Can you correct misinformation on the Web? Maybe not

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posted on Jan, 29 2013 @ 02:46 PM
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Can you correct misinformation on the Web? Maybe not


www.foxnews.com

Have you heard about the dentist who pulled all of her ex-boyfriend's teeth out in a fit of jealous rage? What about the "fact" that more women are the victims of domestic abuse on Super Bowl Sunday than on any other day of the year? How about the story about terrorists who have stolen thousands of dollars worth of UPS uniforms? (Like delivery people don't have enough problems already.)

Need I go on?

All these stories are false, but thanks in large part to the wonderful World Wide Web,
(visit the link for the full news article)




posted on Jan, 29 2013 @ 02:46 PM
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After reading this article, I immediately thought of ATS. Any of the three apps they mentioned would most likely crash and burn if you visited this site. The only concern I have is how they validate corrections. Just because someone says something is wrong doesn't make it wrong. Are they checking the facts from the fact checkers?

Something like this is just a step away from 1984. Sounds great in principal, but will it actually work the way its intended, or will a vocal minority start re-writing history for the rest of us?

www.foxnews.com
(visit the link for the full news article)



posted on Jan, 29 2013 @ 02:56 PM
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I've always believed that the World Wide Web is the ultimate 'Anti-Christ' designed to mislead many. It's extremely easy for the people behind the curtains pulling the string to social engineer society through the use of World Wide Web. It's happening today and it will continue to happen, just take a look at Facebook for example, too many people caught up in their own illusion and ego.



posted on Jan, 29 2013 @ 02:57 PM
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There is no logical reason why none of those things happened, and no proof they did happen (that I know of).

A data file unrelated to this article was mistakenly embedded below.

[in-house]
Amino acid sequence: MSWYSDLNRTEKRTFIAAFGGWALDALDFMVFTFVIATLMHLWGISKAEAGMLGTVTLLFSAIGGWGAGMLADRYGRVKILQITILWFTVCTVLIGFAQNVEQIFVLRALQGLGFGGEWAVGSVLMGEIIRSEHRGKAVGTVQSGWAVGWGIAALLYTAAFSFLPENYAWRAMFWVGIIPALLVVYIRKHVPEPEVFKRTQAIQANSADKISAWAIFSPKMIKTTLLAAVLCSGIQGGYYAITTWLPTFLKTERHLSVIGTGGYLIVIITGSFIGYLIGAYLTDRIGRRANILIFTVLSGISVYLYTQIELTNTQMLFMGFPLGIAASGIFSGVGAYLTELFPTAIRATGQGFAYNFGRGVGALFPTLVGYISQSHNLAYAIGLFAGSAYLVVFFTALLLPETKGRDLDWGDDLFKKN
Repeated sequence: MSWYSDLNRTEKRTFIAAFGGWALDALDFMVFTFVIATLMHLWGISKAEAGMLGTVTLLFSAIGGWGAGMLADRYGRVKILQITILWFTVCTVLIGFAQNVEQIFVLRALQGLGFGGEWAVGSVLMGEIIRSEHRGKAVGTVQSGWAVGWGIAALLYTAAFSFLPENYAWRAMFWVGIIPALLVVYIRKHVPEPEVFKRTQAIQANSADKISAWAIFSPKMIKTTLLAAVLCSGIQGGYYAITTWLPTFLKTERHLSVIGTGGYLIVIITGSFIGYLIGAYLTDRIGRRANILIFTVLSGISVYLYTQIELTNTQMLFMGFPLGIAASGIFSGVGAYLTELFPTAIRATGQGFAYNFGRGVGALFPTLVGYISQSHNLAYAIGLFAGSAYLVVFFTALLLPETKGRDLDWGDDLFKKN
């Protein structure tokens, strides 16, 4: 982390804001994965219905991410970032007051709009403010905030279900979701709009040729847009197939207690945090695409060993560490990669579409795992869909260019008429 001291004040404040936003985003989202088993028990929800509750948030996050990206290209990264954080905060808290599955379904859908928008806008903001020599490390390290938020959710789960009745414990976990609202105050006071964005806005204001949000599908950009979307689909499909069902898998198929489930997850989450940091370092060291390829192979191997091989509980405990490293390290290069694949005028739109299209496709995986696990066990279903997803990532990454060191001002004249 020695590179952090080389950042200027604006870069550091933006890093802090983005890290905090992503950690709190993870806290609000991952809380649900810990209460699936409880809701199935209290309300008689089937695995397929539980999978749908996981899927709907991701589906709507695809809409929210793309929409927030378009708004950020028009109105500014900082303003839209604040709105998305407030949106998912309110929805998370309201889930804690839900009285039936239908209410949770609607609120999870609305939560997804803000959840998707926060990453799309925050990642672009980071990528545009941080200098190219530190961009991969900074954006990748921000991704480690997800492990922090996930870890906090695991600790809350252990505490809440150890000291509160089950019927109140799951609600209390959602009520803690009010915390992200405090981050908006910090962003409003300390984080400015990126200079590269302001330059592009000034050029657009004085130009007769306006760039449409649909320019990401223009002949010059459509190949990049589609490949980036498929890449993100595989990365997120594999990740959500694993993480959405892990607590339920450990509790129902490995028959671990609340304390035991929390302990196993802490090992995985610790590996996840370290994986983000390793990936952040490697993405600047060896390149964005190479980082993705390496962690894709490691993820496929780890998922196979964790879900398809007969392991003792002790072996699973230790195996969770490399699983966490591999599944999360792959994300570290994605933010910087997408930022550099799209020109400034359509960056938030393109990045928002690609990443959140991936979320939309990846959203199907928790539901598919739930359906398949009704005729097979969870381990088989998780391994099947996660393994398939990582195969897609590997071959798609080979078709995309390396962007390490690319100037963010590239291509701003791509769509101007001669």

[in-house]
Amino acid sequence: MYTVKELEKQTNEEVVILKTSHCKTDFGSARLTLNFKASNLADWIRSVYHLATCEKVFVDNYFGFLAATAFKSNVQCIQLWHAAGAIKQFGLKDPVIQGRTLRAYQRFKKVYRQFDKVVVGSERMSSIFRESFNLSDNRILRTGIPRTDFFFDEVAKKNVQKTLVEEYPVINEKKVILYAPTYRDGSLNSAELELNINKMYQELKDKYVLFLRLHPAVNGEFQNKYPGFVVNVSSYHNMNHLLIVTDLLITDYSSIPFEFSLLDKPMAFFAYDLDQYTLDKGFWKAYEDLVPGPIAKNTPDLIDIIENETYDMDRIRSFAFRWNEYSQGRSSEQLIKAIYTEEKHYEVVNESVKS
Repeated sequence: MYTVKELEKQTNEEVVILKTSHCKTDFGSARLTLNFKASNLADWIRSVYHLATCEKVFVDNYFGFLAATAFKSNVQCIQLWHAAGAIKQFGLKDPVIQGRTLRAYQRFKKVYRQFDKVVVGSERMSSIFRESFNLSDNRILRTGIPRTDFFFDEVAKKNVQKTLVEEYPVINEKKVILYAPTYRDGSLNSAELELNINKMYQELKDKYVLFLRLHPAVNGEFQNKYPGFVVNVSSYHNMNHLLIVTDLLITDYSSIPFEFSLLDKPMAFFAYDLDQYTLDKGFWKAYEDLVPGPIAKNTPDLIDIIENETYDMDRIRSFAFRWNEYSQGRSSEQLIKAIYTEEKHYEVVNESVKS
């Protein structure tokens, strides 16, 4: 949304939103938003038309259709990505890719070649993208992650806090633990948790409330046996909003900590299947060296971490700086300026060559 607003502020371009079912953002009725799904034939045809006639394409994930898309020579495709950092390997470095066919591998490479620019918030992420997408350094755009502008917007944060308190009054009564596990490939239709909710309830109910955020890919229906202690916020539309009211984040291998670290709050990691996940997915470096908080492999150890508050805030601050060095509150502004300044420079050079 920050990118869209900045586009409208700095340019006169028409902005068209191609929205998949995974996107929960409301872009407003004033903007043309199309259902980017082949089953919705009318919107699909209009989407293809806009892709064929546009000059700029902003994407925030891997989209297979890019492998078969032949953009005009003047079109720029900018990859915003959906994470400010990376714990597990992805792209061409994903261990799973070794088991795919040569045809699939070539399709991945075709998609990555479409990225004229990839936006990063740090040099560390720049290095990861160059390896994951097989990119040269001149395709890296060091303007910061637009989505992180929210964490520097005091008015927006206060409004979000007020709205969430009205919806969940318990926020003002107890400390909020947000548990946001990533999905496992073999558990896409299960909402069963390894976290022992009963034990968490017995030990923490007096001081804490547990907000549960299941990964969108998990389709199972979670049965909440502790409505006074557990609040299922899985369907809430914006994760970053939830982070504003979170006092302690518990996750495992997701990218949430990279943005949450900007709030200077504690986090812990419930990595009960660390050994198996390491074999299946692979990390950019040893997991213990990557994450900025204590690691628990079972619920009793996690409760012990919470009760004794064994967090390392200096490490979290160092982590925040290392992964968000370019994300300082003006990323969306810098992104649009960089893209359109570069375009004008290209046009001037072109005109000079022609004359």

However, I must say, these scumbags lusting over wanting to come whitewash opinions off the Net is really dangerous and scary.

I could care less about idiots posting falsehoods, but seeking some remedy to go around and erase or change things? That's psychopathic.

No surprise to me though, I know they want this power badly.

Instead I propose we just take everything with a grain of salt so to speak. Consider things but not really believe in them per se.



posted on Jan, 29 2013 @ 03:15 PM
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Prophecy: "But thou, O Daniel, shut up the words, and seal the book, even to the time of the end: many shall run to and fro, and knowledge shall be increased." Daniel 12:4


didn't the Piso family write this stuff and people still can't figure it out?



posted on Jan, 29 2013 @ 03:27 PM
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Sites like this spreading garbage as truth 24/7 really don't help.

You just have to decide for yourself what is true. And you will probably be wrong.



posted on Jan, 29 2013 @ 03:46 PM
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I found this interesting.


Some participants in the study did in fact adjust their beliefs to form more correct views when information was instantly highlighted, pointing out errors. However, a disturbing number of people rejected the corrections...In fact, they rejected the corrections even though they were told it was from a reputable, impartial source.

On the positive side, people were more receptive to the corrections when they were presented after some delay. When corrected information was presented 3 minutes after reading a story (a distracting task was introduced during that time), participants--which included ethnically and politically diverse members--were moderately more likely to adjust their views and form more accurate beliefs.


I see that frequently here on ATS. Some people will defend their beliefs in the face of verifiable information, not because they cannot understand it, but rather they haven't had enough time to hold onto their initial belief (they don't want to be told they are wrong on page 1). Unfortunately, attention spans often dwindle when time is introduced to the equation.



posted on Jan, 29 2013 @ 11:37 PM
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I thought the only people who believed the things they've read on the net were either under the age of 13 or over 60.

Just sayin'
edit on 29-1-2013 by loam because: (no reason given)



posted on Jan, 30 2013 @ 05:48 AM
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reply to post by Zarniwoop
 


That's a surprising result, and somewhat counter-intuitive, since it seems like the more time that passes, the more time you have to develop an affinity for a belief.

When I see a questionable story, especially one spread via e-mail chains, snopes.com seems to be a good place to check it out. While we can't trust them to be 100% accurate, they present the research they've already done and you can follow-up on that yourself to the degree you feel is warranted to confirm the truth.

They are usually right IMO, but they may have been wrong a few times.





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